The information on the sticks was edited and printed over the five month period leading up to the performance event. (Please see

The stick singers:

During the conceptual phases of Hearings at the Rape Maze Elizabeth Sheehy pushed the limits of the intended voicing sequence through the addition of uncommon song lines. To do this she brought University of Ottawa colleagues Rosemary Cairns Way, Joanne St. Lewis and Llana Nakonechny into the project. When these women arrived at the studio the performance plan underwent radical changes. It was stunning to see the way they leaned into a translation of what was then growing on the studio floor and drawing boards to intensify the very serious legal content with an exceptional coloring of operatic, African and jazz stylings. Among other intuitive actions they injected a famous judicial quote on males' objectification of women's bodily experience, a call-answer motif and a variation on a pop-culture rape anthem. The first voicing of the performance, the 'Sticks and stones' verse, was transformed into a repeated call-answer motif when the three women created varying lines of melodic replies, "No, no, no-o-o-o. She... said... no-o-o."

Ears and Burnt tables:

The installation integrates two established symbols from the artist's previous sculptural production. The burning work, employing furniture from management and education (further manipulated and strategically situated), has been used to convey problems of authoritative knowledge, its construction, distribution and relation to systems of power.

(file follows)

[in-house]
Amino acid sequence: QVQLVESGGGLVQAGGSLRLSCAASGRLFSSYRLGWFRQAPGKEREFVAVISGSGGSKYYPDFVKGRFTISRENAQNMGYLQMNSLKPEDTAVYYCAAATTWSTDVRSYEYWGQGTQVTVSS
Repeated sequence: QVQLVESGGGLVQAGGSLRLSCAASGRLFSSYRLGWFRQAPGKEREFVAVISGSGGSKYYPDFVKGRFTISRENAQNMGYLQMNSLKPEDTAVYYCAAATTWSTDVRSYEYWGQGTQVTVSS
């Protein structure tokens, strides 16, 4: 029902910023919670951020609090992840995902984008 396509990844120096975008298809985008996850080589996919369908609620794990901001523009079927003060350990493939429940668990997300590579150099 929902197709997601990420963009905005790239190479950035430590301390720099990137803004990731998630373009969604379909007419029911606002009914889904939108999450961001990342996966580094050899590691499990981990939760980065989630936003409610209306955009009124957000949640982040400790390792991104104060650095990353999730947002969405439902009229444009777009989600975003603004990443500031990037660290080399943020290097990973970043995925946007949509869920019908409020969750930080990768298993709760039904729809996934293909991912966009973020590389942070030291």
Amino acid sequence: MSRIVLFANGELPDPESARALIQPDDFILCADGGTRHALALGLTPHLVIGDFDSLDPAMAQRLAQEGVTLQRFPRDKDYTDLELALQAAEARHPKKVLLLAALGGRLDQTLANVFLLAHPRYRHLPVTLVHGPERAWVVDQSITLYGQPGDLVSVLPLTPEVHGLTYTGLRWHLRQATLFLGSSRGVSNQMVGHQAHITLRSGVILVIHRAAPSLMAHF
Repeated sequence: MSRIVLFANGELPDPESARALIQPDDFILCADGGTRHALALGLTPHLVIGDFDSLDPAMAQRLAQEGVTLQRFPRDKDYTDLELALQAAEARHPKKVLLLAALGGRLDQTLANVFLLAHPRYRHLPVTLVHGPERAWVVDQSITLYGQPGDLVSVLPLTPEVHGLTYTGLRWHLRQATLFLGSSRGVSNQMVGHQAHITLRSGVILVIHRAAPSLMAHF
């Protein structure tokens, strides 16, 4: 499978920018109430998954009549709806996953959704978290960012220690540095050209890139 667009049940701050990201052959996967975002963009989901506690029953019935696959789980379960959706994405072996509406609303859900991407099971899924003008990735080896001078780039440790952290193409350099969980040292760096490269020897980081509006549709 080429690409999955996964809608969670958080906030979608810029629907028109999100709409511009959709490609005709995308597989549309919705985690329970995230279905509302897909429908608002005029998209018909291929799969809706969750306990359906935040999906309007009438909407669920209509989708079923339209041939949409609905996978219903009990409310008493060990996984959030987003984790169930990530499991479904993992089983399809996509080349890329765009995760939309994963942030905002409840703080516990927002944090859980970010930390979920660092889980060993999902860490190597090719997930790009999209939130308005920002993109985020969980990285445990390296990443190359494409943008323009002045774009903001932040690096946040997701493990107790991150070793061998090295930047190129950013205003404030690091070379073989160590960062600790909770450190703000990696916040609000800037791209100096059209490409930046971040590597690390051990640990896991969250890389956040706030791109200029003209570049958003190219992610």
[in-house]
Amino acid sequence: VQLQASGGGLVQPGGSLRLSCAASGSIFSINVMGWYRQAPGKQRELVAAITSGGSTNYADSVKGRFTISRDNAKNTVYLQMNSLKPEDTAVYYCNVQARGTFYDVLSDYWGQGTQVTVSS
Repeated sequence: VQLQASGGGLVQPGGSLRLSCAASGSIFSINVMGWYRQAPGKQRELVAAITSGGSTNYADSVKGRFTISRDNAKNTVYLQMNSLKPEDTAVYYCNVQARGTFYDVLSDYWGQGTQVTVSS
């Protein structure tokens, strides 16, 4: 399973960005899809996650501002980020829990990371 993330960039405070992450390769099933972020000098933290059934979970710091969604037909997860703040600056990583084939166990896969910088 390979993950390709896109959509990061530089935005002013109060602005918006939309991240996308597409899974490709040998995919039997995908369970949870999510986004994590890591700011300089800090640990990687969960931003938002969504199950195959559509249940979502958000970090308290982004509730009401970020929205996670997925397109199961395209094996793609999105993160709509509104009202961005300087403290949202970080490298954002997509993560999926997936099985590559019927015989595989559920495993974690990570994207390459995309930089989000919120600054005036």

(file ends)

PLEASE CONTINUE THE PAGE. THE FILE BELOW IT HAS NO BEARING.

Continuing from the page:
Series of carved and drawn ears point to listening concepts - specifically, the will to hear. However, the concept of ear as Aural Headdress takes its inspiration from
NAWL's Hats Off event. While the obvious reference in this context, appears to be to legal hearings and notions of listening to women's lived experience, the factor of twelve such pieces ties them to the contested position of women as jurors [until mid C20 in some Canadian provinces].


About the Artisit
c.j. fleury's art has evolved from drawing, performance and shield making, to several large scale public sculpture commissions in Quebec and Ontario, including Ottawa's "Women's Monument Against Violence". For the last decade, her work has focussed on the marginal area of collaborative practice and stretching public models of creative action involving non-art communities. Her projects have been taught and researched in universities in Canada and the States and c.j. has been invited to present these models through symposiums, The Ontario Arts Council, The National (US) Women''s Caucus for Art, The Canada Council and The Art Gallery of Ontario.